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How do you choose the news?
by Nathan Orme
Apr 17, 2010 | 870 views | 1 1 comments | 10 10 recommendations | email to a friend | print
Deciding what to cover and how to cover it is a difficult job for any news editor. It is an interesting balance between what is truly important and what people want to read. Sometimes the two coincide and make the job easy. Other times, they do not and we news deciders have to pick a story that has real journalistic value or one that will simply sell papers.

A few months ago, I wrote that the Sparks Tribune would be taking an issues-oriented approach to coverage of this year’s elections. Our articles would focus on a topic — employment, for example, or perhaps budget cuts and raising taxes — and focus on that with the candidates filling in their ideas. This is opposed to making stories about candidates themselves, particularly when they produce giant publicity stunts such as Harry Reid’s recent spectacle in southern Nevada.

The Tribune has not really started any of this coverage yet, though I have printed a few wire stories about candidates here and there. This week, I picked up a story from the Associated Press on the endorsement of Sharron Angle for U.S. Senate by the new Tea Party movement. Besides the debate over whether or not to capitalize Tea Party (proper noun status was granted since there are now Tea Party candidates for office), I was hesitant at first to run this candidate-centered story. However, because of the movement’s new and unique status in politics (and probably because there wasn’t much other Nevada news that day) I ran it on the bottom of the front page.

Based on the above criterion of “what people want to read,” you’d think I would not hesitate to pick up any old suggestion from a caller. If someone suggests it, you know that at least one person wants to read it, which would double the Trib’s circulation. However, a lot of people have a lot of ... well ... interesting ideas for news. Some of these ideas don’t even fall into the space-filler category, but then there are those ideas that fall into a strange twilight zone where I really would like to do a story but just can’t bring myself to do it. Case in point: A reader called me last week after reading about the Sparks Police Department’s pedestrian enforcement campaign. This was a special effort by the cops to nab drivers and walkers who aren’t following the rules. The caller was upset because tax money was being spent on this seemingly insignificant issue when, in his words, there are rapes and murders being committed and not solved, etc., etc.

“Don’t you think that’s a great story?” he asked rhetorically.

“Sort of,” I replied. What this caller didn’t want to hear was that campaigns such as this are funded by special grants from state and federal agencies or sometimes private groups for a targeted reason. When police departments or cities or other government entities receive this money, it is for a specific purpose. They can’t one day say, “Hey, the walkers and drivers are fine, let’s use the money to go after gangs.” The only way the police could use the money for that is if a gang shooting takes place in the crosswalk.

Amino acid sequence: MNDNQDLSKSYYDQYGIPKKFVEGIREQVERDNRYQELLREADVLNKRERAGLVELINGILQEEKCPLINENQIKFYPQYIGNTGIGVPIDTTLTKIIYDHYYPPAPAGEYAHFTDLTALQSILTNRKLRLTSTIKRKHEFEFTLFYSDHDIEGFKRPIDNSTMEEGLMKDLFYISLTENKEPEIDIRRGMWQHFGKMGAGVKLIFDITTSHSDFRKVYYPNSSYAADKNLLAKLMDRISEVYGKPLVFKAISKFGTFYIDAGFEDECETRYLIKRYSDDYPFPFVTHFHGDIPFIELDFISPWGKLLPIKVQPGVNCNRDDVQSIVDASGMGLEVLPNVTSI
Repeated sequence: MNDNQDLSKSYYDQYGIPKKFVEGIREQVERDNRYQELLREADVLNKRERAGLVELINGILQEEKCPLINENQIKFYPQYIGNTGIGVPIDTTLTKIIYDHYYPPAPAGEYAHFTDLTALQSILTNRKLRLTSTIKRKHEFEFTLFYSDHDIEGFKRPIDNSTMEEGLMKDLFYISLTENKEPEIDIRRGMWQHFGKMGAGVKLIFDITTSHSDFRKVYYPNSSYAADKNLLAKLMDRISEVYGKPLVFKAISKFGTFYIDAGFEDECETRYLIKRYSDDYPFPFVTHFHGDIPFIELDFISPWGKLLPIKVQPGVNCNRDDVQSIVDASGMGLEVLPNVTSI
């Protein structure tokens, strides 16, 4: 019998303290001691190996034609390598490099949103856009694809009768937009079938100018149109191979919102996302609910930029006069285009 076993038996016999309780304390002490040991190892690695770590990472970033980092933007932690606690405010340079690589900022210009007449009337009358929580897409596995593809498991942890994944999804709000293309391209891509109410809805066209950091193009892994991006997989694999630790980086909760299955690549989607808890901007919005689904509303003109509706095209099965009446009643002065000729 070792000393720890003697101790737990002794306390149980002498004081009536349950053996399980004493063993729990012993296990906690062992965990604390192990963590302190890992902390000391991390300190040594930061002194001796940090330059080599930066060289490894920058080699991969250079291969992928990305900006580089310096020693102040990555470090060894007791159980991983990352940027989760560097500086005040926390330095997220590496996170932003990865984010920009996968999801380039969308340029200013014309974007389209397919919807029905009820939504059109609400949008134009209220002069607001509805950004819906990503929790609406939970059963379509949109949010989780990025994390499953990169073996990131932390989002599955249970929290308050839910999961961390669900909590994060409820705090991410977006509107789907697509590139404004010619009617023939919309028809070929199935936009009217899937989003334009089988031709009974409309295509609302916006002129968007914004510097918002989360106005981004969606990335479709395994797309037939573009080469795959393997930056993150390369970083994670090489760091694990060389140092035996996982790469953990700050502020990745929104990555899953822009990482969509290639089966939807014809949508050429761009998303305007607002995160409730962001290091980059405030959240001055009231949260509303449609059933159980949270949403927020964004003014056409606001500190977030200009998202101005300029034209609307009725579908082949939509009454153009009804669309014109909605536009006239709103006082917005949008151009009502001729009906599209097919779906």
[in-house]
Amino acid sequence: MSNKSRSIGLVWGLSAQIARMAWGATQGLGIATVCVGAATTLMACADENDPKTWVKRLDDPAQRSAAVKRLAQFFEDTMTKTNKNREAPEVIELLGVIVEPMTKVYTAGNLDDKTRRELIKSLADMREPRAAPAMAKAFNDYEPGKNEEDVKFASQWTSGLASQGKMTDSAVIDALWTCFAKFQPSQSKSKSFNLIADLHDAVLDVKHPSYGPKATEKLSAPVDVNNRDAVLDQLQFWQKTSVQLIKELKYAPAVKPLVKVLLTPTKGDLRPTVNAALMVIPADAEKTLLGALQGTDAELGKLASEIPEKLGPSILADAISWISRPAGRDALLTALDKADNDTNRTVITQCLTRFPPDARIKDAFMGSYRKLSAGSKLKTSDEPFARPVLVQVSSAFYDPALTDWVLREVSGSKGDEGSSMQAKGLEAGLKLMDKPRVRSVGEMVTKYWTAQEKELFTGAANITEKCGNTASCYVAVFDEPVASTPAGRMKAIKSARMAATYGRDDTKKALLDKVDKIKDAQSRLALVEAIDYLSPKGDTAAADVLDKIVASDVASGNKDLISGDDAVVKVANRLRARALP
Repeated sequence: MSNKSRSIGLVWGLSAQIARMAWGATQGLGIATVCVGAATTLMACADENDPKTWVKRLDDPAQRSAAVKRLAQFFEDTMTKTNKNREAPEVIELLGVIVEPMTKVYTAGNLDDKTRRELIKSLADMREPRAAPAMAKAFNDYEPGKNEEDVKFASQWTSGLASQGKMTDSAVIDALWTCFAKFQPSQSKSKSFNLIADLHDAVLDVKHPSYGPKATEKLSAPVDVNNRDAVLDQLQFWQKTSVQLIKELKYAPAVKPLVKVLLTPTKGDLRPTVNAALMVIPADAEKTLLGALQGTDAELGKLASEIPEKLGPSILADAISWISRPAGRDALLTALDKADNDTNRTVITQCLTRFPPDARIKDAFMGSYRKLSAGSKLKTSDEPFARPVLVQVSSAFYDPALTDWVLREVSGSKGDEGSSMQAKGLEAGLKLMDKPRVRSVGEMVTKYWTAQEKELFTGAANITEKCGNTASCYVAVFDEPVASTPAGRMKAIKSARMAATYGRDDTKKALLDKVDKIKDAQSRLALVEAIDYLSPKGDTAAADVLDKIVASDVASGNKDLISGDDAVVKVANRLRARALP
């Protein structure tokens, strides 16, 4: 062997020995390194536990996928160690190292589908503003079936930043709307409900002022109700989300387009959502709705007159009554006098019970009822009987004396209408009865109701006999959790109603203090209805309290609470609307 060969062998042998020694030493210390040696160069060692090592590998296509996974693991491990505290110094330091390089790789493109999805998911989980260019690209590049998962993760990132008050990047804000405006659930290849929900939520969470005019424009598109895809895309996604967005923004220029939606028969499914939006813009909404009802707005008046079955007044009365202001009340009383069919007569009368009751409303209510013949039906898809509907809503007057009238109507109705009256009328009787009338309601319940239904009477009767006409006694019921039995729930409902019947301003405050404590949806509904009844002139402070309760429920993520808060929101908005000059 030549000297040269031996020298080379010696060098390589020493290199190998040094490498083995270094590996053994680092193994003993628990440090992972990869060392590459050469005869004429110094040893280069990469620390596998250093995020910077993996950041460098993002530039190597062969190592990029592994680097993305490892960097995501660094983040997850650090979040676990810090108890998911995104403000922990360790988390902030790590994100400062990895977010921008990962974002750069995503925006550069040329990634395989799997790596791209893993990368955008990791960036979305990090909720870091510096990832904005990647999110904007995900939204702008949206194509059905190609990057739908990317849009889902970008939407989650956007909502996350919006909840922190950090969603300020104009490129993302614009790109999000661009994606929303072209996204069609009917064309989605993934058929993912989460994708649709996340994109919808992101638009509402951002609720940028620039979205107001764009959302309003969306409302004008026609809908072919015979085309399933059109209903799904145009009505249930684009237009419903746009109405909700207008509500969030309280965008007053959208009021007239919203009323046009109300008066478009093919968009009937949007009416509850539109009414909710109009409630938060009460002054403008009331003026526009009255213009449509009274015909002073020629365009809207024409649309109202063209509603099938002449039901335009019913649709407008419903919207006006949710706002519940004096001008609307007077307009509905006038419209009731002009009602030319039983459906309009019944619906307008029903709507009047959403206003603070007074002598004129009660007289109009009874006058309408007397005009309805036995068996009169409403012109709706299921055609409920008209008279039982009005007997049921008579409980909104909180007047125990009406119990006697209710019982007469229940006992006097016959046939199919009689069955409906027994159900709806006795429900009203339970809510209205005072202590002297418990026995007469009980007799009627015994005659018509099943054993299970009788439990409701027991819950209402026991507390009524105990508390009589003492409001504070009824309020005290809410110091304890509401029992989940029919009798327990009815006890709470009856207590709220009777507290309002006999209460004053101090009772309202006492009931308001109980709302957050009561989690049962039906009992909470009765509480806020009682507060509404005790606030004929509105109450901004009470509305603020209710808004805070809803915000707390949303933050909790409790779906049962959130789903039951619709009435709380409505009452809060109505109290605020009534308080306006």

So, when it came down to a decision, I agreed personally that when public money is spent on seemingly unimportant things when it could be used to, say, analyze DNA in an old murder case, that’s newsworthy.

Professionally, to take a such a position under the guise of a news story requires an enormous manipulation of facts and leading questions. There is, of course, journalism that does that very thing and sometimes to a worthy end. Some days I’d love to be finding the facts that fit my point of view and presenting them exactly how I think they should be seen (that’s why I write on the opinion page).

However, for the Tribune to take a position in its news reporting, it would have to be done with great caution because a paper risks its reputation by doing so. Risk-worthy causes are far and few between. When one comes along we’ll go for it. Otherwise, we’ll stick to straightforward city and school and budget coverage and let the readers form their own opinions.

Now, if you’ll excuse me, I have to go figure out whether tomorrow’s paper will be important or if it will sell.

Nathan Orme is the editor of the Sparks Tribune. He can be reached at norme@dailysparkstribune.com.
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kinsman
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April 19, 2010
Nathan: Sparks Police setting up stings to catch speeders, drunks, unyielding drivers is good information that I like to read about. The reason I read this paper is to hear about the local government/events/business/people/crime. You have some great hard working reporters there. Opinion pieces usually just stroke the inflated ego of the writer. Hopefully this paper is the go to place for local business to advertise. It sure is where I look 1st as a consumer.
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